10 items from 2017
This week sees another comic book adaptation arrive at movie theatres, while the Lego Batman and Logan are still pulling audiences in at the multiplex. Ah, but this film is not another superhero slugfest (we’ll have three more of those from Marvel Studios, and two from Warner/DC by the year’s end). No this comes from the “upper classes” of illustrated narratives, those “serious and somber” graphic novels (kind of a “highfalutin'” moniker). Several prestige flicks have been based on such books, like The History Of Violence and The Road To Perdition (both earned Oscar noms). The “graphic artist” (hey, I’ll bet he’d prefer cartoonist) behind this new film is no stranger to cinema. Matter of fact, this is his third feature-length movie adaptation. The first was my personal favorite flick of 2001, the quirky Ghost World (no ectoplasmic apparitions, but a teenage Scarlett Johansson). Five years »
- Jim Batts
Welcome back to the Weekend Warrior, your weekly look at the new movies hitting theaters this weekend, as well as other cool events and things to check out.
So we’re going to try something different this week, because the Weekend Warrior has been getting a little long in the tooth, and we’re worried that our busy readers may prefer shorter and more concise pieces. We’ll give this a try over the next few weeks and maybe I’ll write a little more when there’s a bigger movie opening.
This past weekend, Disney’s Beauty and the Beast reigned supreme with nearly $175 million--over $20 million more than my prediction (ouch!)--and even with a substantial drop this weekend, it’s unlikely that any of the three new movies will be able to »
- Edward Douglas
David Warshofsky has booked a series-regular role opposite Meaghan Rath and Laverne Cox in The Trustee, ABC's comedic one-hour pilot from The Smurfs writers Jay Scherick and David Ronn, Warner Bros TV and Elizabeth Banks and Max Handelman's studio-based Brownstone Productions. Written by Scherick and Ronn and directed by Michael Engler, The Trustee is described as a fun, female buddy cop comedy about Eliza Radley (Rath), a driven but stubborn detective who finds unlikely… »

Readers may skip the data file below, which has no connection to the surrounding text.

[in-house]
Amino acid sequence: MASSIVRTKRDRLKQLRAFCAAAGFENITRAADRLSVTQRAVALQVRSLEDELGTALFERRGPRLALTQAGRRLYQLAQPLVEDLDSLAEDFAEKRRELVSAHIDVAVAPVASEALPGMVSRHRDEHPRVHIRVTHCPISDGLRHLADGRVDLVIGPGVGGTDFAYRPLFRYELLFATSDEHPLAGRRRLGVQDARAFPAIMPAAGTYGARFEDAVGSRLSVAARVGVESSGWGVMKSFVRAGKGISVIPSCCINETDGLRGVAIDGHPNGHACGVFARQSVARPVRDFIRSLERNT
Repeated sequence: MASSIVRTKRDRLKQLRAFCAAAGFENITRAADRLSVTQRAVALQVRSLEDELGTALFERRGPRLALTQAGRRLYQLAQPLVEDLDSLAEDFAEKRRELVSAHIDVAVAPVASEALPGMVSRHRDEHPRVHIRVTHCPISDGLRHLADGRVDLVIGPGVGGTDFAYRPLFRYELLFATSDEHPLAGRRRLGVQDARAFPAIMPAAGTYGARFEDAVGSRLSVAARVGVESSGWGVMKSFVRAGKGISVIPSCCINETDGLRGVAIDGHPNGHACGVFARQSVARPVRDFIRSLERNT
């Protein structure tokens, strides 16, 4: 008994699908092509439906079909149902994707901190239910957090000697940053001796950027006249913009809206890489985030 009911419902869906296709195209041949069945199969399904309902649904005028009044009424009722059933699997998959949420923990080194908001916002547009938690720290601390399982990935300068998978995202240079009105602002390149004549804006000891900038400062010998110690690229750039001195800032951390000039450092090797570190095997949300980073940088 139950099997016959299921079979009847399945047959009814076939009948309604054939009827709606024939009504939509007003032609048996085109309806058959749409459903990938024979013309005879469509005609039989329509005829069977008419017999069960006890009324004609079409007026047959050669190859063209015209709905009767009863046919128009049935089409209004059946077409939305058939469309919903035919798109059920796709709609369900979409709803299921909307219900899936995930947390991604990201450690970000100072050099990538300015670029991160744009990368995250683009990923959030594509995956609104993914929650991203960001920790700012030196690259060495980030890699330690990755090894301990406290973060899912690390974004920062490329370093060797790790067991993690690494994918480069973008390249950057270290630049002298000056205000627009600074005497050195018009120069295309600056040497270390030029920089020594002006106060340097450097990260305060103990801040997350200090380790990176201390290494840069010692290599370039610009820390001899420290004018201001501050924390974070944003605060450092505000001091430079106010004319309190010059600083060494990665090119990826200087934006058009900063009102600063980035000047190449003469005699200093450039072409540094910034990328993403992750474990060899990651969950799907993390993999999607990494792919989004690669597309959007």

Deal will mark FilmNation’s first foray into North American distribution.
The partnership marks FilmNation’s first foray into North American distribution.
The partners have also acquired rights for Australia and New Zealand and worked together as international sales agent and Us or North American distributor on Mr Holmes, All Is Lost, A Most Wanted Man and Mud.
The film is a Bron Studios/Killer Films production in association with Creative Wealth Media.
- email@example.com (Jeremy Kay)
The dramatic comedy of manners was written by Mike White and stars Salma Hayek as a health practitioner in Los Angeles who butts heads with a real estate developer, played by John Lithgow, at a dinner. The film co-stars Connie Britton, Jay Duplass, Amy Landecker, Chloë Sevigny and David Warshofsky.
Roadside Attractions and FilmNation also acquired distribution rights for the film in Australia and New Zealand. Wme, CAA and UTA negotiated on behalf of the filmmakers.
“Miguel and Mike have assembled a cinematic dream team to tell the hilarious and unforgettable story of Beatriz,” Roadside’s Howard Cohen, Eric d’Arbeloff and FilmNation’s Glen Basner said in a joint statement. “Their collaborations include many of the great independent films of the last two decades. »
- Graham Winfrey